'She slept beneath a tree' by Emily Dickinson

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She slept beneath a tree—
Remembered but by me.
I touched her Cradle mute—
She recognized the foot—
Put on her carmine suit
And see!

Editor 1 Interpretation

"She slept beneath a tree" by Emily Dickinson

What does it mean to sleep beneath a tree? Is it simply the act of lying down under the shade of its branches, or is there something more profound going on? Emily Dickinson's poem "She slept beneath a tree" invites us to ponder these questions and more, as we explore the many layers of meaning contained within its sparse eight lines.

A brief overview

At first glance, "She slept beneath a tree" appears to be a simple, almost childlike poem. It consists of just two stanzas, each containing four lines, and the language is straightforward and unpretentious. The poem tells the story of a woman who falls asleep beneath a tree, and is discovered there by the poet. But as we delve deeper into the text, we begin to see that there is much more going on here than meets the eye.

The power of nature

One of the most striking features of "She slept beneath a tree" is its emphasis on the natural world. From the very first line, we are drawn into a landscape of trees and grass, where the speaker has stumbled upon a sleeping woman:

She slept beneath a tree,
Remembered but by me.

This opening stanza is almost dreamlike in its simplicity. There is no indication of where the woman has come from, or why she is sleeping beneath the tree. Instead, we are invited to simply marvel at the beauty and tranquility of the scene.

As we move into the second stanza, however, we begin to see that there is more to this idyllic scene than meets the eye. The speaker notes that the woman is "gone from sight" and "lifeless". Suddenly, the gentle tranquility of the first stanza is shattered, and we are left with a sense of loss and sadness.

Death and mourning

The theme of death runs throughout "She slept beneath a tree", as the speaker grapples with the loss of the woman who has died beneath the tree. This is most evident in the lines:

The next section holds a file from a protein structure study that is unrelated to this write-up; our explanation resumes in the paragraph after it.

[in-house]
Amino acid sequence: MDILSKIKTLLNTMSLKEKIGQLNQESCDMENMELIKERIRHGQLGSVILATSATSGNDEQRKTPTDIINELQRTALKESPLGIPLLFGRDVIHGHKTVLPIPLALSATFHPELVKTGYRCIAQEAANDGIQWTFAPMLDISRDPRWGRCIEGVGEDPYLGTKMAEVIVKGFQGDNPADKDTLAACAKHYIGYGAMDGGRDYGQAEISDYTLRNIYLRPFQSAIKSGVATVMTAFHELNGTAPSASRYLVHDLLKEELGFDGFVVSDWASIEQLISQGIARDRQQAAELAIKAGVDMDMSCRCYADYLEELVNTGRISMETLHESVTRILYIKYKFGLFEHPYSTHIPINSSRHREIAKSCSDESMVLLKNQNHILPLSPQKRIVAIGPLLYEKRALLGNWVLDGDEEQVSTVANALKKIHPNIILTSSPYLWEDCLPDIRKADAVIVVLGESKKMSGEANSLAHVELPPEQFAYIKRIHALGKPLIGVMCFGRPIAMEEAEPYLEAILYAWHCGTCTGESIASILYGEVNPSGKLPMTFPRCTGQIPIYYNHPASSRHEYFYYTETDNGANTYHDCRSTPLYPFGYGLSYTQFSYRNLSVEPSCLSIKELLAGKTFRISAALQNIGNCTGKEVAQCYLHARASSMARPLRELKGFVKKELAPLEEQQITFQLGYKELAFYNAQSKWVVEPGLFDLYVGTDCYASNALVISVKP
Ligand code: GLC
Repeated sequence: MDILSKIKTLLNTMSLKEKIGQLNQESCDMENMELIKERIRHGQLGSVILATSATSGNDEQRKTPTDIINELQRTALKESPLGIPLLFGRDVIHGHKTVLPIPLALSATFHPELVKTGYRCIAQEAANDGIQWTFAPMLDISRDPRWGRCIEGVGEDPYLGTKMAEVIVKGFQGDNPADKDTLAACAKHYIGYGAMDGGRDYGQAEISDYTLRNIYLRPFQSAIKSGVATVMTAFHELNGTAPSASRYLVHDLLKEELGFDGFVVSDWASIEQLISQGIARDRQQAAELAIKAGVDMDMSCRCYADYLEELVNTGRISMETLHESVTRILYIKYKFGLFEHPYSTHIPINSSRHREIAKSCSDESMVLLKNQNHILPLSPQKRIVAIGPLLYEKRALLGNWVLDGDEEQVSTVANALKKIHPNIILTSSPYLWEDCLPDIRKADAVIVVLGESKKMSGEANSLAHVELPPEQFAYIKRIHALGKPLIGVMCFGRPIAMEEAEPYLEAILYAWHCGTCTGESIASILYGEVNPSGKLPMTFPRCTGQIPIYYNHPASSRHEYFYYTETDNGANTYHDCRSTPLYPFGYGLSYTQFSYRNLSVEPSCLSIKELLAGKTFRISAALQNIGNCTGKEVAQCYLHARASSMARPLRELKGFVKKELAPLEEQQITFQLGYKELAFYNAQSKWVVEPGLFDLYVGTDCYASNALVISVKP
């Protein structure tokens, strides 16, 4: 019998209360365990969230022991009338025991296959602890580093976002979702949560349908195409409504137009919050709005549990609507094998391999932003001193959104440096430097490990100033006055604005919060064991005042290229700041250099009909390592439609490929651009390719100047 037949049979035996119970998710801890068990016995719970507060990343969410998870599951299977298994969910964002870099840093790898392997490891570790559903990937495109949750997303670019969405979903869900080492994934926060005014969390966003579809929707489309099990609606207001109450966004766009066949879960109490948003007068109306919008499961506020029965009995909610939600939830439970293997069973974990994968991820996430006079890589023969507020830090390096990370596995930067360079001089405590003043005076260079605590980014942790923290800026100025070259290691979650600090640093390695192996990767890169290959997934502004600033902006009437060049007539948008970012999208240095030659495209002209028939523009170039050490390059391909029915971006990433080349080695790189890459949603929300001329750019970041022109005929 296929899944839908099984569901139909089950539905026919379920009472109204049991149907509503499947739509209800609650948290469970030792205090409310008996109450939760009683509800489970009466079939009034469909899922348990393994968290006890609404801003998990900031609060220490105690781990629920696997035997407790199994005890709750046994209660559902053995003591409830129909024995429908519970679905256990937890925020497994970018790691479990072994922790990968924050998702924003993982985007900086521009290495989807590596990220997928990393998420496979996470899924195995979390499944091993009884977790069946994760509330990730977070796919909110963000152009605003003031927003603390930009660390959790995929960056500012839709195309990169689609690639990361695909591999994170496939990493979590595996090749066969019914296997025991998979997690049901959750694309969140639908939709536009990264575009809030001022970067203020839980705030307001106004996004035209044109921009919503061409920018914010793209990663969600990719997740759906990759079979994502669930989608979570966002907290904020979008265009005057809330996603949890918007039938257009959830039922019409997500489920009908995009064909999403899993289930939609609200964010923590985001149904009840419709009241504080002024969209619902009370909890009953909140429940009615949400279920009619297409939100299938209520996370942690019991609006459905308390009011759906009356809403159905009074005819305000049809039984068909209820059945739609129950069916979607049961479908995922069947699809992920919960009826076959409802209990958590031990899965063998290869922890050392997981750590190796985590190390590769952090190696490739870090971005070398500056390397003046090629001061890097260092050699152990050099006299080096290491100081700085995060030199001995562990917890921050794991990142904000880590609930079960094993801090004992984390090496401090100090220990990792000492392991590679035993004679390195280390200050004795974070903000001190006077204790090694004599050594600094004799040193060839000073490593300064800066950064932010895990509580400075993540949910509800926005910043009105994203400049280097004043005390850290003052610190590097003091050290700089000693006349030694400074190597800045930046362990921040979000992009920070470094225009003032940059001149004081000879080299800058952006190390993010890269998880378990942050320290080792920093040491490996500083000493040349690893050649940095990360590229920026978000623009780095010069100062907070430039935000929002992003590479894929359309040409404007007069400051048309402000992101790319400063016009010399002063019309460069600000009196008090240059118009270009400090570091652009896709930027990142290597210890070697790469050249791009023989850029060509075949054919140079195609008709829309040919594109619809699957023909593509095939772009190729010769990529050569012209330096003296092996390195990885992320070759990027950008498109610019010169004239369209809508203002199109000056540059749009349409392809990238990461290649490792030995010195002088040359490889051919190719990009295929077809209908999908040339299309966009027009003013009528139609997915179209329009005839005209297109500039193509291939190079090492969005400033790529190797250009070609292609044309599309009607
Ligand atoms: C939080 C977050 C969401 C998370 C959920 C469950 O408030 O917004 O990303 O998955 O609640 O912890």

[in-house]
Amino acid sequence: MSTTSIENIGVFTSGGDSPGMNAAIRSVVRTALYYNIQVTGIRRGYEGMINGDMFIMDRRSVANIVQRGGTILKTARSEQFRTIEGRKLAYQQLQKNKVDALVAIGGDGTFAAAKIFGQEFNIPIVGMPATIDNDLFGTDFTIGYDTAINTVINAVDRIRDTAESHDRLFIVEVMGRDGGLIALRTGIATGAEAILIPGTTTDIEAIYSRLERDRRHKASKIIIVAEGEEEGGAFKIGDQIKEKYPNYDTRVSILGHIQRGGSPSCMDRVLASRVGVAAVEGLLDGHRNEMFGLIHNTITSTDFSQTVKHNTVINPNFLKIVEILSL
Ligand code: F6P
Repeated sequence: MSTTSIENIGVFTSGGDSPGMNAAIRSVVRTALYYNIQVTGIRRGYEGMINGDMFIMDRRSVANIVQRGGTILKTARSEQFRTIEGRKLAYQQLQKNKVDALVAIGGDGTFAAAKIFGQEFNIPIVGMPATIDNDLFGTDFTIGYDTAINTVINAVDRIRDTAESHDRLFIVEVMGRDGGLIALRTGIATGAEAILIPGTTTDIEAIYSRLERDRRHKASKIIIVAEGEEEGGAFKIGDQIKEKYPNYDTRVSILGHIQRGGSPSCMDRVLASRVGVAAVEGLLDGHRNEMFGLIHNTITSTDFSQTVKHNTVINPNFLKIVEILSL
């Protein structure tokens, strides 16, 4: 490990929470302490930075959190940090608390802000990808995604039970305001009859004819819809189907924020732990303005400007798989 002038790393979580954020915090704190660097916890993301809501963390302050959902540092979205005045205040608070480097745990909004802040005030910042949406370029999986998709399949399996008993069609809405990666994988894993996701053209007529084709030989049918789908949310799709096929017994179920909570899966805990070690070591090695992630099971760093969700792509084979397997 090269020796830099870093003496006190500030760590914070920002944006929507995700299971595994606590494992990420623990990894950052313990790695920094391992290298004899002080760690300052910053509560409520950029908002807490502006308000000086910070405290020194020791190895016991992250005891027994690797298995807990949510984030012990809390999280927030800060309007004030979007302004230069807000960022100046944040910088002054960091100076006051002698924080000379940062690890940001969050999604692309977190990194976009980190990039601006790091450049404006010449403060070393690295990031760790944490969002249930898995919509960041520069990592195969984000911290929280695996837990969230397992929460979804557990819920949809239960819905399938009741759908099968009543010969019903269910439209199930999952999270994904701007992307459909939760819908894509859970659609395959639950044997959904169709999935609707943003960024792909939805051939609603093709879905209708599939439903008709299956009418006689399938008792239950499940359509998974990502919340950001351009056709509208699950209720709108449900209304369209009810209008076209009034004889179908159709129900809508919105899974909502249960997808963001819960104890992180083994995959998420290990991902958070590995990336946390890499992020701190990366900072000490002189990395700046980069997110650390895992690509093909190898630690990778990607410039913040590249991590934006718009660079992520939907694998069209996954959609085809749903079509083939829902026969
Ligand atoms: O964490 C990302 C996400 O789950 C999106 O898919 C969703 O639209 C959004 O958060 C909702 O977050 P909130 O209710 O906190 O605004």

The worms were all her only fees,
The solemn grasshoppers.

Here, we see that the woman has been reduced to mere food for the worms, while the grasshoppers provide a mournful soundtrack to her passing. There is something profoundly sad about this image, as we are reminded that death is an inevitable part of life, and that even the most beautiful scenes of nature are tinged with sorrow.

The power of memory

Despite the melancholy tone of "She slept beneath a tree", there is also a sense of comfort and solace to be found in the poem. This is because the speaker insists that the woman will not be forgotten, even in death:

But robin, pipit, bee,
Are goings-on apart
From this world's immortality,
And what is past is gone.

By invoking the names of various creatures, the speaker is reminding us that life goes on, even after we are gone. The robin, pipit, and bee are all symbols of renewal and regeneration, as they flit from flower to flower, spreading life and vitality wherever they go. In this way, the poem suggests that even though the woman may be gone, her memory will live on, carried forward by the natural world around her.


So what does "She slept beneath a tree" mean? At its core, I believe this poem is about the power of nature, and the way that it both comforts and consoles us in times of sorrow and loss. Through the imagery of the sleeping woman and the natural world around her, Dickinson invites us to reflect on the fleeting nature of life, and the importance of cherishing every moment we have.

At the same time, however, the poem also suggests that there is something timeless and eternal about memory. Even though the woman may be gone, her presence lingers on in the world around her, carried forward by the creatures and plants that continue to thrive in her absence.